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[ INDEX ] Equine Type: Horse Breed: Arravani [ PREV ] [ NEXT ]
Arravani the gait vs. Arravani the breed:
In Greece, the word 'arravani' (also 'aravani') means 'an ambling gait' or 'a gaited horse'. Two Greek breeds -- Peneia Pony and Messara Pony -- are known to be "arravani", meaning that they are natural amblers. While they are arravani horses because of their ambling gait, they are not Arravani horses breed-wise.
The Arravani breed is a gaited breed of a small horse that originated in Western Macedonia, Greece, and was named after its arravani ability. Today, it's bred in purity, making it a separate breed from other gaited Greek breeds.
This means that while all Arravani horses are arravani, not every arravani horse is an Arravani.
From Greece to Germany:
Although the Arravani originated in Greece, it never quite gained recognition within its home country. The Greek authorities don't recognize it as an official breed, and there is only one farm that is said to breed these horses.
Surprisingly enough, somehow, the Arravani found refuge in Germany and, to a lesser extent, its neighboring Austria. There, a group of breeders took a particular interest in this breed, and imported a herd of Arravani horses to Germany to start a breeding program for this rare breed.
Is the Arravani a true breed?
While there is controversy in Greece about whether or not the Arravani is a true breed rather than a generic gaited horse, in Germany the Arravani ticks the boxes to be considered a true breed.
First, there is an official association for the breeding, registration, and promotion of the Arravani. Second, and most importantly, the Arravani is bred in a pure manner and to a set breed standard, which makes the Arravani an appropriate breed worthy of official recognition.
The Arravani today:
Today, Arravani horses are bred in Greece, Germany, and Austria. Those that are bred in Greece are usually exported to Germany and Austria, where they serve for recreational riding, especially as trail horses and pleasure horses.
Arravani horses can slightly vary in their build, with some having deeper girths and a sturdier appearance while others have a skinnier, lighter appearance. Still, they all have a light, Arabian-influenced head, suggesting that at some point during history the Arravani received Arabian blood.
The head of the Arravani is light and slender. It has a slightly dished profile, large eyes, and upright ears that are sometimes slightly curved, all are traits seen in Arabian horses.
The rest of the Arravani's body, though, is not as Arabian-like. The neck is muscular and of medium length, with a relatively flat topline, and a broad base. The withers are low, the back is short and straight, and the croup is sloping.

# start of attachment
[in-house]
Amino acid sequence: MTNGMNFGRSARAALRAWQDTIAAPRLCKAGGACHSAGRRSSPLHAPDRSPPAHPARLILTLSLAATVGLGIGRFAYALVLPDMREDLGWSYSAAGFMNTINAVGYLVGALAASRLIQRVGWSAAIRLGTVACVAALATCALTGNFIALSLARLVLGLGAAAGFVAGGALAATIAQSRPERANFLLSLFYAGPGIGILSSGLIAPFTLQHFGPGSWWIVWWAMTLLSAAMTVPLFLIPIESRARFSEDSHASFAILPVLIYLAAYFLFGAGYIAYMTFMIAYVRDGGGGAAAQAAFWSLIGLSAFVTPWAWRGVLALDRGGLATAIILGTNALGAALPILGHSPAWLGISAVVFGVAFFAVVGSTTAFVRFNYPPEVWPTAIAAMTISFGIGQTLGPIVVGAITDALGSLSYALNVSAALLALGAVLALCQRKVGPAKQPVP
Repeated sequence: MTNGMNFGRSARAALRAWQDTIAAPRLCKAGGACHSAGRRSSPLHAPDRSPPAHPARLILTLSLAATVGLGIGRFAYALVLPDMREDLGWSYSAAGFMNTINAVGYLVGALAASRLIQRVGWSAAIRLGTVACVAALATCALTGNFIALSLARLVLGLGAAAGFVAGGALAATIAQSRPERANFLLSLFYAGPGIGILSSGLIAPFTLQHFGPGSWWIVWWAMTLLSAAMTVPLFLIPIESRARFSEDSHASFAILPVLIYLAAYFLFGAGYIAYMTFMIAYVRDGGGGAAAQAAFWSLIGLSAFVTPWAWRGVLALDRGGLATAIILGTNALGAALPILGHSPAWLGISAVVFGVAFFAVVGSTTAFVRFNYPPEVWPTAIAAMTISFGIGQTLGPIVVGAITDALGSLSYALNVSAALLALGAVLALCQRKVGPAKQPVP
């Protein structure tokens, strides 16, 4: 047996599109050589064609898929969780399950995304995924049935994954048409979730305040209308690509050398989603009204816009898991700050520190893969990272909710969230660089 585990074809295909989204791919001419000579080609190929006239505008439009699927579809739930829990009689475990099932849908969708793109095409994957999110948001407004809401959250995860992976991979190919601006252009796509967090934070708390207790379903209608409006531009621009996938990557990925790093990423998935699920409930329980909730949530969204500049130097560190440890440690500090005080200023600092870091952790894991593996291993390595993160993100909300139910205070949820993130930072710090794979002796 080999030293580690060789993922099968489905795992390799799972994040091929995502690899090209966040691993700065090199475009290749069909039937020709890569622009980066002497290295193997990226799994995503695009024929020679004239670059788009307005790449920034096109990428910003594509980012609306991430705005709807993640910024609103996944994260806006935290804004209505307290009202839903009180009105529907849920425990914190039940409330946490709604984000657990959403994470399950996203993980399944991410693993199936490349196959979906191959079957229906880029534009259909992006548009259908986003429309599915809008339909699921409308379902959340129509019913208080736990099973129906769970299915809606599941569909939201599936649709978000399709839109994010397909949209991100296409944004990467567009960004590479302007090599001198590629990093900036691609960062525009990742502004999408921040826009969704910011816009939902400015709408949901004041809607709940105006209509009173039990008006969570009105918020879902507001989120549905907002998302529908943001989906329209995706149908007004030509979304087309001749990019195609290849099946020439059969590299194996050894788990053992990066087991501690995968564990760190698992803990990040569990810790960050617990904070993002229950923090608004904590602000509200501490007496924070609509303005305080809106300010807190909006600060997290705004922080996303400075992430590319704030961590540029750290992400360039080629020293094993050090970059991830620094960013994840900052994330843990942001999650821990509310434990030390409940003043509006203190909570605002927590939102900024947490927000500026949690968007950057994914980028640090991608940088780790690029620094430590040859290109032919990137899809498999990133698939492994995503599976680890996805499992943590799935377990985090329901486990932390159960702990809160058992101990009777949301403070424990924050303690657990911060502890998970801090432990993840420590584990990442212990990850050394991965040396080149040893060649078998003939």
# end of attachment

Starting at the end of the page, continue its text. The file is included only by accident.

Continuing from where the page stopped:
The legs can be slender, although it's not a must, and, similar to other gaited Greek horses, the hind legs can be cow-hocked, although this trait is not found in Horse Isle.
The mane is medium in length, but its texture varies. Some individuals have finer, flatter hair that can grow somewhat long, while others have a coarser style, especially in their forelock that can be bushy. Therefore, In Horse Isle, they have either fine (silky) manes or coarse ones, and the mane is always of medium length. The tail, on the other hand, can grow long.
The following are the: range, average, (SD), and MOE of performance metrics of ordered Arravanis in Horse Isle (not bred ones). In rare cases,
Speed: 13.8-15.3, 14.7 (0.3), 0.06.
Sprint: 36-47, 42 (3), 0.5.
Accel: 0.76-0.90, 0.83 (0.04), 0.01.
Decel: 0.83-0.98, 0.91 (0.03), 0.01.
Jump: 4.94-5.17, 5.07 (0.05), 0.01.
Pull: 1.74-2.32, 2.00 (0.14), 0.03.
Turning: 43.40-56.83, 49.89 (2.86), 0.56.
Reverse: 2.4-3.0, 2.7 (0.1), 0.03.
Stamina: 49.18-53.77, 51.37 (1.05), 0.21.
Reaction: 0.63-0.75, 0.70 (0.03), 0.01.
Coats & Height:
Colors: usually bay, black, brown, and grey. Less often, chestnut. The coat is usually dark, and so horses will be penalized if their coat is too bright.
Additionals: flaxen, sooty, dark mane & tail. The coat is always solid and of a dark shade. Bright shades don't occur in this breed, and horses will be penalized if they have overly-light coats. The only exception are grey horses that can turn white as they age.
Markings: while markings rarely occur on the face and legs, they are small in size, and are restricted to a facial stripe and low socks. Horses will be penalized if they have too prominent markings.
Height: 12.3hh to 14.3hh.
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